Brelyon’s light field monitors promise immersion without VR headset

Brelyon’s light field monitors promise immersion without VR headset

Spatial viewing without VR headsets? Brelyon’s light field monitors are designed to make this vision a reality at the desk.

Startups like Creal and Avegant have been researching light field displays for VR headsets for some time. However, not everyone is willing to wear a clunky headset for a long period of time. Brelyon is therefore developing alternatives that stand firmly on the table in front of the user like a monitor.

At first glance, the principle is reminiscent of the 3D monitors and televisions popular around ten years ago. However, the company’s new light field displays are designed to envelop people sitting in front of them in a much more immersive way, similar to VR headsets.

Spatial images from a monitor

The “Ultra-Reality XBFGD” gaming model unveiled at CES 2022 was still reminiscent of a clunky monitor, but the dimensions are expected to shrink. According to Brelyon, the technology could offer a field of view that clearly extends beyond the physical limits of the device in the future.

Auf einem von Breylons Ultra-Reality-Monitoren reicht das Sichtfeld über die physischen Grenzen hinaus.

In Brelyon’s ultra-reality monitors, the field of view extends beyond the physical limits. | Image: Brelyon

Although there is only one flat device on the desk, users can see several virtual monitors, windows, programs, and even spatial objects all around them on a large screen. Currently, the field of view is over 120 degrees.

According to Brelyon, a breakthrough in research enables these developments. Patented light field propagation technologies expand the “angular range and visible aperture width for the desired light field and offer a massive panoramic field of view.”

How it works

To create an impression of depth in multiple layers, the associated software creates corresponding depth profiles. The technology already achieves modern screen standards such as a brightness of 1000 nits, roughly in the range of modern monitors or OLED televisions. Disturbing over-radiation effects should not occur. Compatibility with classic 2D content is no problem.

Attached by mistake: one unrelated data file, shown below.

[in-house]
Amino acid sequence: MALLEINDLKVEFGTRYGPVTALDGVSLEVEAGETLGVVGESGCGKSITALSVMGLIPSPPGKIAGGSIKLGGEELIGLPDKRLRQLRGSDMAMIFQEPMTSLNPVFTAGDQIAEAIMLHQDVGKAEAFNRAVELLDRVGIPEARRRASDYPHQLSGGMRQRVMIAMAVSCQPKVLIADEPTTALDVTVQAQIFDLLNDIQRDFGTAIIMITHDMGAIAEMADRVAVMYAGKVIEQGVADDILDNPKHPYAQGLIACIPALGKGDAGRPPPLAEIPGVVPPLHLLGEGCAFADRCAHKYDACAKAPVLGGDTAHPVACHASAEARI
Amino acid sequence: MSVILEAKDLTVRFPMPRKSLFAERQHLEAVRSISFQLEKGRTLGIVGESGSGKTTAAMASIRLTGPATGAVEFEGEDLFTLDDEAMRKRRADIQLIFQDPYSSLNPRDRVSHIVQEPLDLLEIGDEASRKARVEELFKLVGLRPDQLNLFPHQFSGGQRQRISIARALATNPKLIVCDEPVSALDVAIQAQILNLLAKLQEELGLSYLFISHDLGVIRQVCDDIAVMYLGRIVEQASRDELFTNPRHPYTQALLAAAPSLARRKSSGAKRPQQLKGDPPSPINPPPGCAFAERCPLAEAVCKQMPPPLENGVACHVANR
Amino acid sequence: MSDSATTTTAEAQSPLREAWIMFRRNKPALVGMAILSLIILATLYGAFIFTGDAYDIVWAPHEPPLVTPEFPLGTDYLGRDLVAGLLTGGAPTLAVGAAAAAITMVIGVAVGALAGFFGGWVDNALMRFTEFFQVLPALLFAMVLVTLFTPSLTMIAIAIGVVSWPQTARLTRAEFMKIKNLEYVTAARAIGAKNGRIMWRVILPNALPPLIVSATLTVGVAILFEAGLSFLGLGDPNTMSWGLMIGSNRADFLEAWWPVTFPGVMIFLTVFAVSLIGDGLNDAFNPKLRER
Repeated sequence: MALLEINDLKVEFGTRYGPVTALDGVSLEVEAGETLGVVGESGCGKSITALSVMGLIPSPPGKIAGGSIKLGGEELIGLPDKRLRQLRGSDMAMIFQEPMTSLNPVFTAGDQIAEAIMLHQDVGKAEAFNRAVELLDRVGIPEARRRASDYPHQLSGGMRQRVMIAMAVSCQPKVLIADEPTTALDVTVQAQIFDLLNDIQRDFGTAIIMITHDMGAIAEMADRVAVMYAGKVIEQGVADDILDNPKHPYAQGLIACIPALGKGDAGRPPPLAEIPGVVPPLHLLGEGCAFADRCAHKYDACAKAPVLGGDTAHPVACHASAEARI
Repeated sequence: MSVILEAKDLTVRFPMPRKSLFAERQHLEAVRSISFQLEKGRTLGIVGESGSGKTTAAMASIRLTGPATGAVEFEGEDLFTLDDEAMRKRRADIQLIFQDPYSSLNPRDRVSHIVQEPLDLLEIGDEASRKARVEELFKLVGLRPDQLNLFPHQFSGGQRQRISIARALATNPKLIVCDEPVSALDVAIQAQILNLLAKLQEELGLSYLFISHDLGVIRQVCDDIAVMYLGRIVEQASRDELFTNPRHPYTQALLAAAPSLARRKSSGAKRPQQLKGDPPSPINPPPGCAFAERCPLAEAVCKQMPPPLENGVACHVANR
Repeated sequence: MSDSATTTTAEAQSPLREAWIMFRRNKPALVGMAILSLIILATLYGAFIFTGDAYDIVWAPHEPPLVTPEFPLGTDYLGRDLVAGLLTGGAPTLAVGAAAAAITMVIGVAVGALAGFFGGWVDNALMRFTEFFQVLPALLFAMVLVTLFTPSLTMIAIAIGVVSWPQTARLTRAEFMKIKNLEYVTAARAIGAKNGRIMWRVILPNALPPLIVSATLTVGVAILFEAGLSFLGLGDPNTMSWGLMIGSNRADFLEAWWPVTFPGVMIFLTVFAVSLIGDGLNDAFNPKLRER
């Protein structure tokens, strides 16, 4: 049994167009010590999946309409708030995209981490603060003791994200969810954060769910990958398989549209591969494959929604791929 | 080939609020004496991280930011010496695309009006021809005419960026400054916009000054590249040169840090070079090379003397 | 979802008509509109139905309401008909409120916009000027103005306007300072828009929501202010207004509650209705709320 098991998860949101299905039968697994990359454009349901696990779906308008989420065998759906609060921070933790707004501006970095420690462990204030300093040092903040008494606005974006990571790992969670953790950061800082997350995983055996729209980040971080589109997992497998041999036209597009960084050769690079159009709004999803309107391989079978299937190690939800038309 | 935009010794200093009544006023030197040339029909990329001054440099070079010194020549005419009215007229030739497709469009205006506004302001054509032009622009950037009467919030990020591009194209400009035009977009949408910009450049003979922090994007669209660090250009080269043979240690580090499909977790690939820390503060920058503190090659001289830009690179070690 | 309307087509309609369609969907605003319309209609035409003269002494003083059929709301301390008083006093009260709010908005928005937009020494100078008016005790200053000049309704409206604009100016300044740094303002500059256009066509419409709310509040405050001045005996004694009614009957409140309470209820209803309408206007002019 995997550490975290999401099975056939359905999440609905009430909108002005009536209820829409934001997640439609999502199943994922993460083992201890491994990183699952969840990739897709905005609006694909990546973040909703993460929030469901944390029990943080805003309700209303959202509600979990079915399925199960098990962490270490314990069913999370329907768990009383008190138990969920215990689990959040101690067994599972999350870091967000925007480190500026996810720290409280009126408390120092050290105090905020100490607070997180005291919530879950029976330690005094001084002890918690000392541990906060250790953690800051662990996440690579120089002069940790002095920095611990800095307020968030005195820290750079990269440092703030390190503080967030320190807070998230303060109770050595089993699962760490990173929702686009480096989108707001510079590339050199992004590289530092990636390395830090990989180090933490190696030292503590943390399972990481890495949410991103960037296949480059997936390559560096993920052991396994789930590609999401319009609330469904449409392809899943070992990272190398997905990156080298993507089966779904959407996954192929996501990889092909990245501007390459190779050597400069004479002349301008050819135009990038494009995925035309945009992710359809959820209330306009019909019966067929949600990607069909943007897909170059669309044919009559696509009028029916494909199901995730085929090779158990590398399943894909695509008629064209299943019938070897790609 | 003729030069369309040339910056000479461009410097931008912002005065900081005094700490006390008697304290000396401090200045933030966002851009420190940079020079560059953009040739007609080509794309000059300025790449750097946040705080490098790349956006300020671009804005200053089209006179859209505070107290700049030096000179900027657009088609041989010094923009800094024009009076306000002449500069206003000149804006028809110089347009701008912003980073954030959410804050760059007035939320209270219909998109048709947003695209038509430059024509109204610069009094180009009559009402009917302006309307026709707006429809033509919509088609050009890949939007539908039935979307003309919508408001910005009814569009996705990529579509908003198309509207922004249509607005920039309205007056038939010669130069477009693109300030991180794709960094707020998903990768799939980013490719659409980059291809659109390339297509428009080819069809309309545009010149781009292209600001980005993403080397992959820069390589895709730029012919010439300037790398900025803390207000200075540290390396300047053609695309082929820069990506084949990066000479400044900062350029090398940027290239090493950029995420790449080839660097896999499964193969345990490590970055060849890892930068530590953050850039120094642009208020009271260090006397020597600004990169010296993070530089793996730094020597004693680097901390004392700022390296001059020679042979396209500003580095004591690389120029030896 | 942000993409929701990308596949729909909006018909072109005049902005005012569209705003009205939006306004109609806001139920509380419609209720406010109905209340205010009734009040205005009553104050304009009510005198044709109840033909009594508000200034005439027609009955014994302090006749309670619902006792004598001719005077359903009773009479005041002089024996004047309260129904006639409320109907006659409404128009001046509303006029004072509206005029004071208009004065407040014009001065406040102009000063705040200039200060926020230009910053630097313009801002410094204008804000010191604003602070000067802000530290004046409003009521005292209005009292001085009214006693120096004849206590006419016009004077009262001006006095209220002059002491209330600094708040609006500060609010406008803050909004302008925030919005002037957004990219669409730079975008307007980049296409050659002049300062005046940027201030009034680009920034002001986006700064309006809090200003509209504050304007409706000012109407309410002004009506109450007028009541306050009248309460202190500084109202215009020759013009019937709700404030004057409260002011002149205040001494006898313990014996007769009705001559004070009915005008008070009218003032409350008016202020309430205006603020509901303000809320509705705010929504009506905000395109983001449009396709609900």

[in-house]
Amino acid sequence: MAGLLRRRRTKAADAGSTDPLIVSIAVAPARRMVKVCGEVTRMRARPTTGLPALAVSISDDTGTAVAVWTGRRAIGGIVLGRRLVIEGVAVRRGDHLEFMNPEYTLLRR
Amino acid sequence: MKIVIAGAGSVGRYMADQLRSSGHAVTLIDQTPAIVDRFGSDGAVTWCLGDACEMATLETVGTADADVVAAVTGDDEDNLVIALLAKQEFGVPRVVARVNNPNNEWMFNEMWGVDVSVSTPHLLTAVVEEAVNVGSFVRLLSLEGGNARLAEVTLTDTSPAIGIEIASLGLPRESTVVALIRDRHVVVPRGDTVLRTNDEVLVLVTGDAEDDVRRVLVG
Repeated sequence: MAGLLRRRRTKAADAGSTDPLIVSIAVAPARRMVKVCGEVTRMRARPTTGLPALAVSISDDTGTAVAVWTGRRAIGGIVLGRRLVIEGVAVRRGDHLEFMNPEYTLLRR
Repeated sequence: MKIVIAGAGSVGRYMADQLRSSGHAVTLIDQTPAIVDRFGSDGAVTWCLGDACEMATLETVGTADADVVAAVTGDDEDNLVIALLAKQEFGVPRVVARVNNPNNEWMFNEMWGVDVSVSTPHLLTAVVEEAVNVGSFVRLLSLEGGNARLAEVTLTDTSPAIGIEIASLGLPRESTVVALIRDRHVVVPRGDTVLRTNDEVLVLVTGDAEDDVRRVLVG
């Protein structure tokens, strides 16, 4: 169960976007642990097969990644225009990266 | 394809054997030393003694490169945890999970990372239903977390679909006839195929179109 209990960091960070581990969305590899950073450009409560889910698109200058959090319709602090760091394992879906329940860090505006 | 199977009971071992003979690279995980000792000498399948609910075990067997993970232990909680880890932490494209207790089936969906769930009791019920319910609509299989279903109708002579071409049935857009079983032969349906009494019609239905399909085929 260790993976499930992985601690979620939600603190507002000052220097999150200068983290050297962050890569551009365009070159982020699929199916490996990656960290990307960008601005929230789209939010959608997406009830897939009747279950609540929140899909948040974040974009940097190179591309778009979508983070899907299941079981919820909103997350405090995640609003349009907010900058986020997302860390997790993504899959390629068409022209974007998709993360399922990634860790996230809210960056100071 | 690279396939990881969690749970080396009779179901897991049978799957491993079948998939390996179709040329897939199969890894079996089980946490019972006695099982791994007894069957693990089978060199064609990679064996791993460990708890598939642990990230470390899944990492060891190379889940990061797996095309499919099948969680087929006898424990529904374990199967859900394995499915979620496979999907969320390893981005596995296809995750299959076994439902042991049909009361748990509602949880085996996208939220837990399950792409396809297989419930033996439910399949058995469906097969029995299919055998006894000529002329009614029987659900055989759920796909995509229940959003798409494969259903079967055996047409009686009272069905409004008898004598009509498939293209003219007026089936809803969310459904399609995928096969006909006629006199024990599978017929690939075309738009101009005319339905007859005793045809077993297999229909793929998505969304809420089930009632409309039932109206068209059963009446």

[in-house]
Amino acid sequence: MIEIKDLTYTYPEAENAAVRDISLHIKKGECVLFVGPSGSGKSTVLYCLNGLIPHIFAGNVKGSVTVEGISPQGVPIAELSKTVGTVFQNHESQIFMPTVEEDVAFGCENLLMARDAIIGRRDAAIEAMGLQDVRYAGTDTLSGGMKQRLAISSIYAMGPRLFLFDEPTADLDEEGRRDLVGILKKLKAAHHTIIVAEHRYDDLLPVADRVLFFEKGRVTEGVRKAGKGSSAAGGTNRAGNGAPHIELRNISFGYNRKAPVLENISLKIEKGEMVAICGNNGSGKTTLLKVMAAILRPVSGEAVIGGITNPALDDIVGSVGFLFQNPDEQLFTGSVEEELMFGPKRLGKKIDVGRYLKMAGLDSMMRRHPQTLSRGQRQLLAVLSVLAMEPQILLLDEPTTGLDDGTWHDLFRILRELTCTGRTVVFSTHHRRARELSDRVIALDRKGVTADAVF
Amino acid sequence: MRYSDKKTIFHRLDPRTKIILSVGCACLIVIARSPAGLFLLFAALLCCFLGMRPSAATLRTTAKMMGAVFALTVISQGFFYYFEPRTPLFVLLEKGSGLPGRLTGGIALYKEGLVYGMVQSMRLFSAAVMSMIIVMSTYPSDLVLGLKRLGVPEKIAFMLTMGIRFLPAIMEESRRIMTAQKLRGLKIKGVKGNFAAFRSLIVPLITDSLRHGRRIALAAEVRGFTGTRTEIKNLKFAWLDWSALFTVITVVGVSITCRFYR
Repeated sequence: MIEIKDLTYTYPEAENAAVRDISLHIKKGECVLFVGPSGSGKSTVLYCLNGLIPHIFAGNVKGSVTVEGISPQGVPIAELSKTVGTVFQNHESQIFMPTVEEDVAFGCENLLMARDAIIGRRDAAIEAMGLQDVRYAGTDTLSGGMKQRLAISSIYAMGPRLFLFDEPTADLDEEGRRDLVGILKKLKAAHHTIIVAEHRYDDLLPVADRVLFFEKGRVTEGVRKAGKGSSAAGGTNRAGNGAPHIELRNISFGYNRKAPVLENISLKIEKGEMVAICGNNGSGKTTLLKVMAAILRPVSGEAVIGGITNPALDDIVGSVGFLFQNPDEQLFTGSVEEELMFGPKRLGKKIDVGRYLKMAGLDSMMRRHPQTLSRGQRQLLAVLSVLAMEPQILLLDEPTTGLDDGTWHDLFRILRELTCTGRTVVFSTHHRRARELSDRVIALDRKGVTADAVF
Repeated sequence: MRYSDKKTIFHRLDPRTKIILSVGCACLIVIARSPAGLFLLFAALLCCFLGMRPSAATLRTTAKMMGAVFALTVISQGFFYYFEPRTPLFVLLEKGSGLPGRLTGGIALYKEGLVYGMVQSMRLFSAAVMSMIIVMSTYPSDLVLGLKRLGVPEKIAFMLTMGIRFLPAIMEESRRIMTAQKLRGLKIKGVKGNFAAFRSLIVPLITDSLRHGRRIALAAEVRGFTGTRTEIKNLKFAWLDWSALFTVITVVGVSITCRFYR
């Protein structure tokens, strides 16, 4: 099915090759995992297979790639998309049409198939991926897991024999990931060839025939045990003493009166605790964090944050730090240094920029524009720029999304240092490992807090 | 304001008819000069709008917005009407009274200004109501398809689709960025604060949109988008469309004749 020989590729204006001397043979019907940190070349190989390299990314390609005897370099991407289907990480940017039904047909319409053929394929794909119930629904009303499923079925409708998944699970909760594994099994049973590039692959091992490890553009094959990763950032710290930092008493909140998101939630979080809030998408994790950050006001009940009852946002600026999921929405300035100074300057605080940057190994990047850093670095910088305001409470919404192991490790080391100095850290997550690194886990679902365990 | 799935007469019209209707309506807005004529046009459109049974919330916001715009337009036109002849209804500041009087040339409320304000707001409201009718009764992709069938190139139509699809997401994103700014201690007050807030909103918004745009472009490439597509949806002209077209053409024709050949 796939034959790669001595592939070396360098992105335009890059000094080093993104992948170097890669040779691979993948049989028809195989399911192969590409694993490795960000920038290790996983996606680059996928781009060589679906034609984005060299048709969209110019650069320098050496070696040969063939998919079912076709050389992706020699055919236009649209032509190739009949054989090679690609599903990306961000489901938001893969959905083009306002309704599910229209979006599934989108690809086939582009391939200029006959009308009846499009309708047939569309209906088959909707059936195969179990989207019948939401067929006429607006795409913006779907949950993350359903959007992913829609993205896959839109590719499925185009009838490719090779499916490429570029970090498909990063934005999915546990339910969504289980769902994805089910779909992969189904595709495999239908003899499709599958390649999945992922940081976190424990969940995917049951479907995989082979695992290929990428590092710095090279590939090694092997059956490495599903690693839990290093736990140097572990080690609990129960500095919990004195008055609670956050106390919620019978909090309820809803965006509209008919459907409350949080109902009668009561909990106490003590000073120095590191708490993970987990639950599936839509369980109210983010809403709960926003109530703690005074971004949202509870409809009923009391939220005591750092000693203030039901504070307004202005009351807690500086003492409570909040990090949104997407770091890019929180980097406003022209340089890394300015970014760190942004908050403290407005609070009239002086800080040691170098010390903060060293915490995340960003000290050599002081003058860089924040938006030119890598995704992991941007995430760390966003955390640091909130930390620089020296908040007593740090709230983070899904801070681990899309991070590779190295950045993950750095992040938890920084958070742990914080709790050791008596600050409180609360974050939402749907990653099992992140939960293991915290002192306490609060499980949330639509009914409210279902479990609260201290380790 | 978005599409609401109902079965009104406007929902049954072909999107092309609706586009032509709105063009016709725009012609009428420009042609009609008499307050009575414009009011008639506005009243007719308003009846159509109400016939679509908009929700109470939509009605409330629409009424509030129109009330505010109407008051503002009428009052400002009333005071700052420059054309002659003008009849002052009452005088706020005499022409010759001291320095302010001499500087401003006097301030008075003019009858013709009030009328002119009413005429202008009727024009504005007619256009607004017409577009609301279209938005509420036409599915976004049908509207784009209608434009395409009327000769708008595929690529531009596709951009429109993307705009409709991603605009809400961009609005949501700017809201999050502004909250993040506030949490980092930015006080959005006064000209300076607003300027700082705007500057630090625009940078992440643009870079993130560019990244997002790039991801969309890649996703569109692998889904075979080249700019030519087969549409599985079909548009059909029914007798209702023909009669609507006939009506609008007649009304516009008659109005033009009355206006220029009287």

A monitor prototype is still a bit large. | Picture: Brelyon

Another clear advantage for long periods of use is that the ciliary muscle, responsible for accommodation of the eye, relaxes during spatial viewing. This is not the case with current VR headsets. The start-up Creal, mentioned at the beginning of this article, also wants to bring the technology into a VR headset. Working in particular on miniaturization is a priority for the company.

“If we can give you even half of the immersion of headsets with a device that doesn’t have to sit on your face and works with all existing content, then that would be a much more compelling progression of your computer experience and thus a better bridge to the emerging metaverse,” Brelyon CEO Barmak Heshmat said, explaining the monitors’ market potential.

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Heshmat was previously head of optics at failed AR headset startup Meta.

LG to help launch

Some companies and investors are showing interest in Brelyon’s monitors. More than 20 companies are participating in the early access program, according to Brelyon.

On Sept. 19, the company announced a $15 million Series A round led by lead investors Lockheed Martin Ventures and deep tech fund “E14.” The latter invests in spin-offs from MIT to gain access to employees and technical infrastructure.

Initially, the strategy focuses on fundamentals in manufacturing and software. Application areas at the beginning include work scenarios such as virtual conferences or the creation of visual content.

A partnership with electronics company LG should help with the later transition from business customers to the larger gaming and “metaverse market”. Pricing is not yet known. Interested parties can sign up on a waiting list for pre-orders on the company website.

Sources: Breylon, Techcrunch